If you suffer from sleep apnea, you may worry about the possibility of your children getting it too. If an illness or medical issue is inherited – or “genetic” – it is hard to avoid. If it is not genetic, we need to look at how to prevent the issue before it happens or treat it if it becomes an issue.
Sleep apnea is partially genetic.
According to the National Library of Medicine – National Institutes of Health, “A percentage of 35-40% of its variance can be attributed to genetic factors. It is likely that genetic factors associated with craniofacial structure, body fat distribution and neural control of the upper airway muscles interact to produce the OSAS phenotype.”
In other words, some of the factors that lead to sleep apnea are in the composition of the body – the way your body is built. These factors that will make it more likely your children will suffer from sleep apnea are:
- Being male
- Having a larger than average neck size (average is 15 inches circumference for adult men)
- Having large tonsils
- Having a small lower jaw.
Doctors often remove tonsils in patients suffering from sleep apnea, but other factors can’t be helped. Even lower jaw expanders work on teeth, not the palate.
“The lower jaw expander, however, doesn’t expand the jaw because the lower arch doesn’t have a suture which can be closed. A lower expander simply adjusts the teeth. A lower expander can help straighten teeth which lean inward. The lower expander can also spread out the lower teeth when there is sufficient gum tissue and bone surrounding the roots.” (https://www.panorthodontics.com/when-do-you-need-palatal-expansion/)
Sleep Apnea is more likely to be caused by lifestyle, age, and diet.
The likelihood of a person inheriting sleep apnea is approximately 35-40% (some researchers claim the number is higher), but that leaves a larger percentage up to lifestyle and controllable factors.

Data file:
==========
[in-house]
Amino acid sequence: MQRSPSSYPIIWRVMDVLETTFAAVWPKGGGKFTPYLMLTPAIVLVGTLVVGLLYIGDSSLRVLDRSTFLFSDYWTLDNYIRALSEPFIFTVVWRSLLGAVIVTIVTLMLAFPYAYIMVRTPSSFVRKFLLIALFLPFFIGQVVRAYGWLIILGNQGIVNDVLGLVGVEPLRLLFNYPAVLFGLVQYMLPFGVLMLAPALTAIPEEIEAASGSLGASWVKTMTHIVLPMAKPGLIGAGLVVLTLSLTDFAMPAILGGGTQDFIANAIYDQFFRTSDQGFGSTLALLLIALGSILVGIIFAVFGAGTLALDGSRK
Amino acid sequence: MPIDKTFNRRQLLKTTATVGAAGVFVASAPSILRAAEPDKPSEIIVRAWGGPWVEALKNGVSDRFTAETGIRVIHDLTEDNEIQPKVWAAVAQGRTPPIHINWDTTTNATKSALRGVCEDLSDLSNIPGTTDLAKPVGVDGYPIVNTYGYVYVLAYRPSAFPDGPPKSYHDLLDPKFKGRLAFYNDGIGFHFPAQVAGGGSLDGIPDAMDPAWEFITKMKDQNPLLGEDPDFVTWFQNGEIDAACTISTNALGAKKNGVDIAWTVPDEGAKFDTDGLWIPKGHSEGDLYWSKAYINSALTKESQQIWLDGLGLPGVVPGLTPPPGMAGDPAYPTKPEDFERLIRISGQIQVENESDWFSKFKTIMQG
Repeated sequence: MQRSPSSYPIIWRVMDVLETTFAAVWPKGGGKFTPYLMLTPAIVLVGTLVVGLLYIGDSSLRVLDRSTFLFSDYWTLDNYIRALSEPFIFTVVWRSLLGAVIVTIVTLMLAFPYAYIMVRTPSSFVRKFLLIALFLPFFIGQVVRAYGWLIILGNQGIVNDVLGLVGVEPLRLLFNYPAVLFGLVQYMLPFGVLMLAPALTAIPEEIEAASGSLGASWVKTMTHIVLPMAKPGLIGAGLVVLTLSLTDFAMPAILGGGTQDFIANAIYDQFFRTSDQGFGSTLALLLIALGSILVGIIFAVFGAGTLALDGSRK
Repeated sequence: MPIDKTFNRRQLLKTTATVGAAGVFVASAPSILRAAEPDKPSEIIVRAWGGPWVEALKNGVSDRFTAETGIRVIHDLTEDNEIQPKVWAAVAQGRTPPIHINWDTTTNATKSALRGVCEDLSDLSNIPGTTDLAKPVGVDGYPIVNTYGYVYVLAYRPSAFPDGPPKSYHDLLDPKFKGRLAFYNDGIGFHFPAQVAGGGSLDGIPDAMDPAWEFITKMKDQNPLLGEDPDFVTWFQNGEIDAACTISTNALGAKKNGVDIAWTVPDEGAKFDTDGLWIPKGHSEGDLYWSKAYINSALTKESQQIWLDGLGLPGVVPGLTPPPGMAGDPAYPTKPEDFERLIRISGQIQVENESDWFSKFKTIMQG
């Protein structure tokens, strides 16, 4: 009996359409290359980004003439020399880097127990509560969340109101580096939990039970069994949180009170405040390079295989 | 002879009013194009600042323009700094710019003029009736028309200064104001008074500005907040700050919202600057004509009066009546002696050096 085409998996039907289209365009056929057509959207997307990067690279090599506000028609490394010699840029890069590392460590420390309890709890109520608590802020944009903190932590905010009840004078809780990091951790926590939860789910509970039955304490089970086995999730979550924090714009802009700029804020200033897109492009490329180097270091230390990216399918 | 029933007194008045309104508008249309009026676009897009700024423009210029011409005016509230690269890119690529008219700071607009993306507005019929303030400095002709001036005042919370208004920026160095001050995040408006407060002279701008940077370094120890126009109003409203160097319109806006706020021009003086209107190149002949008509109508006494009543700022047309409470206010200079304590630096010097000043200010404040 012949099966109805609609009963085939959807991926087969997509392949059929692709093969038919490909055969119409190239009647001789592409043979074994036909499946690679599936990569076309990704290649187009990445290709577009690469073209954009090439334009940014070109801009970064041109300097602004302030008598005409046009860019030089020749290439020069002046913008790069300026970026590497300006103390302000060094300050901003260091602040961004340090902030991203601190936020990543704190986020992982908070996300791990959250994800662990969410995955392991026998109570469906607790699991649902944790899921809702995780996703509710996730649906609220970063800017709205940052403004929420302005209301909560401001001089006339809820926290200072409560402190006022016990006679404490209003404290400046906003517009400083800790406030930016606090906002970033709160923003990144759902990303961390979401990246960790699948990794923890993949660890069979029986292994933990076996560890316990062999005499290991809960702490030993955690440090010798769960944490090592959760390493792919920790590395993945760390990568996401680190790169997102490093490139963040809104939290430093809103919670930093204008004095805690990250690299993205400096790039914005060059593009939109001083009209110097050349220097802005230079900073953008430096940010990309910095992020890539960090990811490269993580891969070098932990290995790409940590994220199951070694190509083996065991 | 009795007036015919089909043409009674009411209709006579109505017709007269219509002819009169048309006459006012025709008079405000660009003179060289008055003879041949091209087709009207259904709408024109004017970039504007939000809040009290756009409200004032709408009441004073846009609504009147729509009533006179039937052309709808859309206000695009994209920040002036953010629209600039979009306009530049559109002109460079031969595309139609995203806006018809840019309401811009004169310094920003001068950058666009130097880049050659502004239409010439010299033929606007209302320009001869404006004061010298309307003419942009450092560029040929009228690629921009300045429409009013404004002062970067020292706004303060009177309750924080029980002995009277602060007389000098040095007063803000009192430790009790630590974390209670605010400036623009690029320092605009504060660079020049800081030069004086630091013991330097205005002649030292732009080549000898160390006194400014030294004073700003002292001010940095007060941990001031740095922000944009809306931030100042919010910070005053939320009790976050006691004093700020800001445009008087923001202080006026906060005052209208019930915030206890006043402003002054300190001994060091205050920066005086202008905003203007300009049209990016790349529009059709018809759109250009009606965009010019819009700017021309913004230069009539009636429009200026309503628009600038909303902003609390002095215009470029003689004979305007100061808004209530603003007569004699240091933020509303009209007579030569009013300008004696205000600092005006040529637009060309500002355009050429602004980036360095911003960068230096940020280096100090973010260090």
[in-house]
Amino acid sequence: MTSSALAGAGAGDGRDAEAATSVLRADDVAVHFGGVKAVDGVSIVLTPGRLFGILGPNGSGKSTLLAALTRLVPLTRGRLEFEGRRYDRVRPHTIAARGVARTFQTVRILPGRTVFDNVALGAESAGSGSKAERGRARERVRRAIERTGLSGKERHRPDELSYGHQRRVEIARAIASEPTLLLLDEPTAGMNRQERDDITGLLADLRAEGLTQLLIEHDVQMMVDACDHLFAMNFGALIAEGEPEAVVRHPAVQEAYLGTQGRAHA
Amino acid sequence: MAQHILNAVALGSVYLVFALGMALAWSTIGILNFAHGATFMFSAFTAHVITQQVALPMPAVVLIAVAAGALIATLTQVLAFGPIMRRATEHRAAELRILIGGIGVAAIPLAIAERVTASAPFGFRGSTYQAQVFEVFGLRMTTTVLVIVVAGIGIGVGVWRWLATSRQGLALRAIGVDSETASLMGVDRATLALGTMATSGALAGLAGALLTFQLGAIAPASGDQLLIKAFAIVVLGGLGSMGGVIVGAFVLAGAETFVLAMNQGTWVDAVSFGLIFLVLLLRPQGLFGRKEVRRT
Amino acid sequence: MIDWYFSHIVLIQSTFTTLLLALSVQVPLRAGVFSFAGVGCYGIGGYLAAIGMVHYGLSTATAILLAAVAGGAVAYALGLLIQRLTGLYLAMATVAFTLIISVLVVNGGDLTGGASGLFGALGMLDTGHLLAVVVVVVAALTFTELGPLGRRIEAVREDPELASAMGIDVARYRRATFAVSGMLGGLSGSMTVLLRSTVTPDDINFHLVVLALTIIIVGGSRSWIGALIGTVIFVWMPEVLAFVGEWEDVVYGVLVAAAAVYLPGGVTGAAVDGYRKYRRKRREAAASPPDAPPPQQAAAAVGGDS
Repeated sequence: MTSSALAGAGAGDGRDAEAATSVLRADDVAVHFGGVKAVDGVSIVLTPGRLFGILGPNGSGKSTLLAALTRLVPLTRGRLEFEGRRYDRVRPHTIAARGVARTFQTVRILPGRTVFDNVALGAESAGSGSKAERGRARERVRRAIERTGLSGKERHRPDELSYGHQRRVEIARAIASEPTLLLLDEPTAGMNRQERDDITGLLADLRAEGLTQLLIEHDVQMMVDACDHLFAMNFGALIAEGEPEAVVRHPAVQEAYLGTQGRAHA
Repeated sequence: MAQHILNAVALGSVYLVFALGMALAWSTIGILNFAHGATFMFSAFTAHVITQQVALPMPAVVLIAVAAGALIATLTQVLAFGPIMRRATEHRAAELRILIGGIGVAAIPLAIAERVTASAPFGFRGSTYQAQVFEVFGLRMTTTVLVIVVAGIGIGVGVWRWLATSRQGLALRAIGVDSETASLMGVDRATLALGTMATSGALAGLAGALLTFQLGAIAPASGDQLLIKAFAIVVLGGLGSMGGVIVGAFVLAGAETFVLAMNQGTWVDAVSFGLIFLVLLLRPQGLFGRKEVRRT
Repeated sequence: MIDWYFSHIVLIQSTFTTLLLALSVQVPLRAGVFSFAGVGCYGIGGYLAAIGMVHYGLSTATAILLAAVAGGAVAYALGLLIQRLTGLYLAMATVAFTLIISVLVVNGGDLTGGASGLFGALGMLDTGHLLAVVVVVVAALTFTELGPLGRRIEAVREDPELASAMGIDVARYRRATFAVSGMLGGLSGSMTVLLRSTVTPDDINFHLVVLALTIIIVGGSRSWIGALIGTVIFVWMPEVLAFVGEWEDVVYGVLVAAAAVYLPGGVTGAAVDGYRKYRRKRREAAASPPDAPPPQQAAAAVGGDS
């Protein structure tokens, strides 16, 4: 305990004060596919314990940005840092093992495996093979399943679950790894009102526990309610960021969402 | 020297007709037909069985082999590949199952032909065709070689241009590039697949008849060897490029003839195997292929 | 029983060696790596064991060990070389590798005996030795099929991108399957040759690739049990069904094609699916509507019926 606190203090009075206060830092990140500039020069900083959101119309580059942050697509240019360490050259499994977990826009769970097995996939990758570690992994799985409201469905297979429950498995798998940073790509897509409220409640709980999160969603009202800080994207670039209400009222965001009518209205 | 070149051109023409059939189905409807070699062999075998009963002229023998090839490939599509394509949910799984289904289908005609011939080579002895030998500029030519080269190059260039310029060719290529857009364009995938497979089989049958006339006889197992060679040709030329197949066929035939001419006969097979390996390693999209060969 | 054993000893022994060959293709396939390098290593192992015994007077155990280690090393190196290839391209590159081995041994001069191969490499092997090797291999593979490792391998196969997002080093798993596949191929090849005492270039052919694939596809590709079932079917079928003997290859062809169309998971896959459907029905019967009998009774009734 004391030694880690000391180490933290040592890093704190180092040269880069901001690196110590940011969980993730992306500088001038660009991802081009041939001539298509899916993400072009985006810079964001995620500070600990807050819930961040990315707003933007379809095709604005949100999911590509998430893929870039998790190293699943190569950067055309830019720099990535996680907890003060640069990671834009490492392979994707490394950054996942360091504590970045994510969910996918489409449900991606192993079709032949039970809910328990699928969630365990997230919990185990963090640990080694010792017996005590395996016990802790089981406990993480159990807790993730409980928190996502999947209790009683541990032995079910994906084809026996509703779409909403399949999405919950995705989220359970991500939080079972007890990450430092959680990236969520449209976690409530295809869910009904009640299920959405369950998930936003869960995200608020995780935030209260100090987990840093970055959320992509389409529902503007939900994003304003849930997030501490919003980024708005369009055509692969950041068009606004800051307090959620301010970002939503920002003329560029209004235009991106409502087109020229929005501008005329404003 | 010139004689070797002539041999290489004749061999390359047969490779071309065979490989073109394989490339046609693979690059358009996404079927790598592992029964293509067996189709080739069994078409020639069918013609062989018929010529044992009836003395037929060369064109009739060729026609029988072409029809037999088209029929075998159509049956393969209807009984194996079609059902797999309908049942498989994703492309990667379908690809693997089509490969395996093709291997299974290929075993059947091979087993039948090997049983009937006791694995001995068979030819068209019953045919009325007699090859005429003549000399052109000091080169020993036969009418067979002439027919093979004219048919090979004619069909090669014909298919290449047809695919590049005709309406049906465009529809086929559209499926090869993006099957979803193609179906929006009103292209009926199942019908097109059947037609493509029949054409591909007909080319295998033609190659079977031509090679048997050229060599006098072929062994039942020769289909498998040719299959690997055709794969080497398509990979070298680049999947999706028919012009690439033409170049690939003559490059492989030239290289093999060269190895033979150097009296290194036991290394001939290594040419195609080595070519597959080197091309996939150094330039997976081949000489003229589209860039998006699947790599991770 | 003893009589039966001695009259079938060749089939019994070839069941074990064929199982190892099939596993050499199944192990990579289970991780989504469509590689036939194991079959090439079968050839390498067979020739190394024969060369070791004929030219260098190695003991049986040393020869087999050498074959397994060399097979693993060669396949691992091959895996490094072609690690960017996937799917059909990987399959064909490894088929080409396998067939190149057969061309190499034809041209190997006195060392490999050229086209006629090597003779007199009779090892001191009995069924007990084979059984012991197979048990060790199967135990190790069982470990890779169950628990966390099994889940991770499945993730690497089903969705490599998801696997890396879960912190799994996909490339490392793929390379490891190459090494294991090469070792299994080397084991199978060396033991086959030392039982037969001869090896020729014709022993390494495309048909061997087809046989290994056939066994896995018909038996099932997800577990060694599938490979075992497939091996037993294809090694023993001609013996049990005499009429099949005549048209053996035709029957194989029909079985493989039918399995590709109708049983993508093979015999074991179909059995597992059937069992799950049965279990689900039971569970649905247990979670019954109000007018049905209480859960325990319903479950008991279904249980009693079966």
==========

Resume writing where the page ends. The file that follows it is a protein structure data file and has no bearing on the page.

The non-genetic factors that can cause sleep apnea are:
- >Being Obese
- Alcohol Use
- Drugs (such as tranquilizers, sedatives, opioids, and some others)
- Other medical conditions (heart conditions, stroke patients, high blood pressure, Parkinson’s Disease, hormonal issues, and more).
What Can I Do To Stop My Child From Suffering From Sleep Apnea?
If you suffer from sleep apnea, the chances of your child suffering is only 35%. It is hard to control the genetic factors, but if you monitor the non-genetic factors and try to maintain a healthy lifestyle for your child, the chances are less.
Before you become too concerned, check with your doctor to be sure your condition is sleep apnea. With a positive diagnosis, our patient support team can help you find the best method of treating it so that you can get a good night’s sleep. Taking care of yourself is the first step to taking care of your child. Once well-rested, you can assess your child’s risk with a clear mind and start planning for healthy changes or the best ways to get treatment.
Sleep apnea is not the end of the world. Our patient care team works with patients nationwide and uses a personalized approach based on your lifestyle. We can help assess the best method for your treatment, work with doctors and insurance, and help get you rested, so that you can live your best life.